More than 2.4 million people are confined in the U.S. in state and federal prisons, juvenile corrections, and jails.1 Each year, more than half a million individuals are released from prison and return to their communities.2 After leaving prison, offenders with criminal records face obstacles such as difficulty finding employment and housing, significant debt, outstanding fines, and restitution payments.3 Two-thirds of released prisoners are rearrested within three years of release—for new crimes or a violation of parole.4
Upon prison release, many individuals are in need of housing, healthcare, substance abuse treatment, and employment. St. Leonard’s Ministries works to meet many of those needs through its operation of two transitional, residential programs with support services for the formerly incarcerated in Chicago. The Ministries is the umbrella organization operating St. Leonard’s House serving adult men exiting prison and Grace House serving adult women exiting prison.
Illinois Criminal Justice Information Authority researchers conducted a multi-component evaluation to analyze client outcomes, explore the programs’ residents and operations, and identify program components that are effective in contributing to successful resident outcomes. The information will educate criminal justice professionals, funders, and the public about the potential of a long-term, structured reentry program for formerly incarcerated individuals.
The first in the series of reports on the evaluation of St. Leonard’s Ministries features five case studies. Researchers conducted in-depth interviews with three men and two women, former residents of St. Leonard’s House and Grace House, respectively. The goal was to learn about the life experiences of program participants before, during, and after the program.
The following five former residents were interviewed for this study.
- David was a 46-year-old Black male and prior to St. Leonard’s House, he was addicted to heroin and was imprisoned four times for crimes to get money for drugs. His last prison stay was for burglary and vehicle burglary for which he served almost six years in prison. David was a 10-month resident of the program.
- Andy, a 70-year-old Caucasian male, served 45 years in prison for homicide then resided in St. Leonard’s house for six months.
- Carlos was a 39-year-old Hispanic male who was a former gang member, drug dealer, and cocaine and heroin addict. He had been to prison six times and his last prison stay was for burglary. Carlos entered the program twice, residing the second time for eight months.
- Cheryl, a 34-year-old Black woman, was formerly addicted to alcohol, marijuana, and ecstasy. She was arrested just once, for theft, but went to prison after violating her probation for six months. Cheryl was a 12-month resident of the program.
- Susan was a 42-year-old Black woman; prior to Grace House, she was addicted to heroin and sentenced to prison four times. She was an 18-month resident of the program.
At the time of the interview, all of the research subjects were living in Chicago in rental apartments. Two were employed; four were never married, and one was married; and four had children. Four were former addicts of substances including cocaine, heroin, alcohol, marijuana, and ecstasy. These residents, like all residents, received free housing, substance abuse treatment, psychological services, life skills, mentoring, and education and vocational services.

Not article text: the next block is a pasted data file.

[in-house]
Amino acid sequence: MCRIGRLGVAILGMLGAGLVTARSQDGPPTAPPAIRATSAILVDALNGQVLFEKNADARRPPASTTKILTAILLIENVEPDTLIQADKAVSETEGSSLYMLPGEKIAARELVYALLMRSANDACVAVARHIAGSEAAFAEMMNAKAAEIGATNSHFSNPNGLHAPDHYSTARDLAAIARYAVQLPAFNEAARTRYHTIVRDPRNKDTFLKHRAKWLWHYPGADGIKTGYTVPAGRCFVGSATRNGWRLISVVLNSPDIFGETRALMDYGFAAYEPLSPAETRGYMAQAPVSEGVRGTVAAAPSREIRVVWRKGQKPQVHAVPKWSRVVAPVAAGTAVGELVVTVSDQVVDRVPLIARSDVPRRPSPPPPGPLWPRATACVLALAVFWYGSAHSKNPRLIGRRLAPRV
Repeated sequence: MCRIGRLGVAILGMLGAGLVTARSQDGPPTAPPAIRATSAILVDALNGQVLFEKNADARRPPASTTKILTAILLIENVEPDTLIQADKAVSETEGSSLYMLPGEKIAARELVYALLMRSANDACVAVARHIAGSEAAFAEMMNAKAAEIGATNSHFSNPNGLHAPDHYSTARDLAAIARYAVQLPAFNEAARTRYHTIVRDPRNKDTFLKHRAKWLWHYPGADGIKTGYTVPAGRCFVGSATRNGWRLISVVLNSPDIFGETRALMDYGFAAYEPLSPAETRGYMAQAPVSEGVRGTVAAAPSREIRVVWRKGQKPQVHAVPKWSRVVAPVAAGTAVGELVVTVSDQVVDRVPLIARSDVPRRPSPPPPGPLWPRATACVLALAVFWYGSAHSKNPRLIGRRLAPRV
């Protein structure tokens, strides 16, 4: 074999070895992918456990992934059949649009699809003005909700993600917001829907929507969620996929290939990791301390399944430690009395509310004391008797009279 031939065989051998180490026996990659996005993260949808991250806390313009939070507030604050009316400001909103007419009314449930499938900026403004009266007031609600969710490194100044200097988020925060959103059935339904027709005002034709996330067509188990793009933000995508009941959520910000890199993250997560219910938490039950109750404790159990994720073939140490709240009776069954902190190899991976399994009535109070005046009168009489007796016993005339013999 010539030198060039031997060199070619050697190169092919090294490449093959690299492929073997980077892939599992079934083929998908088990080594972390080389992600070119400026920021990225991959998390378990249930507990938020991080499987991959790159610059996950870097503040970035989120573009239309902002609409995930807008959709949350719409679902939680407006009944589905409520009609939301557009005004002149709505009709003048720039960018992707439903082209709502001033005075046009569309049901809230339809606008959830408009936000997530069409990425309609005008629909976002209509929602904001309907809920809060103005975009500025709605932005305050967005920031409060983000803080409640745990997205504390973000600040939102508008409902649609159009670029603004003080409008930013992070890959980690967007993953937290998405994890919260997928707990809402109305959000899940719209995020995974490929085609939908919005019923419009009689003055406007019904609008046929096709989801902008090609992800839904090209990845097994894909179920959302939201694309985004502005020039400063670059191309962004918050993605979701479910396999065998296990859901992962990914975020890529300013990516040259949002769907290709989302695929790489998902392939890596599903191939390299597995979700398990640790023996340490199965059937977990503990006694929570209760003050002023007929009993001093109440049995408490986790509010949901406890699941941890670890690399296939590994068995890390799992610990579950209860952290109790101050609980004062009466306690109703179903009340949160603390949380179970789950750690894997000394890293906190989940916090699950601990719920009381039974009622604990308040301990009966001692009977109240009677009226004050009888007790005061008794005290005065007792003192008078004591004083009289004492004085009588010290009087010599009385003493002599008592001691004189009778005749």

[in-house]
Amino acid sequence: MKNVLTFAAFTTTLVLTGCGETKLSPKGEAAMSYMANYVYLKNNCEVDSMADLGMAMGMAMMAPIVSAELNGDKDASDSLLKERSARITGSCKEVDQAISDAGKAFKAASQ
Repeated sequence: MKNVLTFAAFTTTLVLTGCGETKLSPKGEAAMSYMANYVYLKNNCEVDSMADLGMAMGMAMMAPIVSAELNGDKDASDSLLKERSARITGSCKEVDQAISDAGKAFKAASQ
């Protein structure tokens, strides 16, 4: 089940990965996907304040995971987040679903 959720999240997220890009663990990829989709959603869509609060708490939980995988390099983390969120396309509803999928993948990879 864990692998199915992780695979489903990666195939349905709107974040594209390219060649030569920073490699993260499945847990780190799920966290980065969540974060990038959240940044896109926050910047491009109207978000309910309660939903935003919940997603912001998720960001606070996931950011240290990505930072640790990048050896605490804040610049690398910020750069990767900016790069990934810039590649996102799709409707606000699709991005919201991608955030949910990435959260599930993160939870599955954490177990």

Implications for policy and practice
Residents interviewed for this study reported that St. Leonard’s Ministries’ facilities were pleasant and staff and services were helpful. However, the residents made recommendations to enhance the program.
The former residents reported difficulties in forging long-lasting, effective relationships with the programs’ psychological counselors, who were interns on a four-month rotation. Based on these experiences, the program should consider ways to lengthen internships and enhance relationships between residents and their counselors.
Another point was that program rules should be enforced with more consistency. Staff should make rules clear and then agree on an enforcement strategy to ensure fairness and consistency.
This is the first report in a series of four on St. Leonard’s Ministries.
- Wager P., & Sakala, L. (2014). Mass incarceration: The whole pie. Northhampton, MA: Prison Policy Initiative. Retrieved from http://www.prisonpolicy.org/reports/pie.html. ↩
- Carson, E.A.,& Sabol, W.J.(2012). Prisoners in 2011. Washington, DC: U.S. Department of Justice, Office of Justice Programs, Bureau of Justice Statistics.; Guerino, P., Harrison, P.M., & Sabol, W.J. (2011). Prisoners in 2010. Washington, DC: U.S. Department of Justice, Office of Justice Programs, Bureau of Justice Statistics; Travis, J. (2005). But They All Come Back: Facing the Challenges of Prisoner Reentry. Washington, DC: Urban Institute. ↩
- Levingston, K.D., & Turetsky, V. (2007). Debtors prison—Prisoners’ accumulation of debt as a barrier to reentry. Journal of Poverty Law and Policy.; Wheelock, D. (2005). Collateral consequences and racial inequality felon status restrictions as a system of disadvantage. Journal of Contemporary Criminal Justice, 21(1), 82-90.;Gouvis-Roman, C. & Travis, J. (2004). Taking stock: Housing, homelessness, and prisoner reentry. Washington, DC: Urban Institute. ↩
- Langan, P.A., & Levin, D.J. (2002). Recidivism of prisoners released in 1994. Washington, DC: U.S. Department of Justice, Office of Justice Programs, Bureau of Justice Statistics. ↩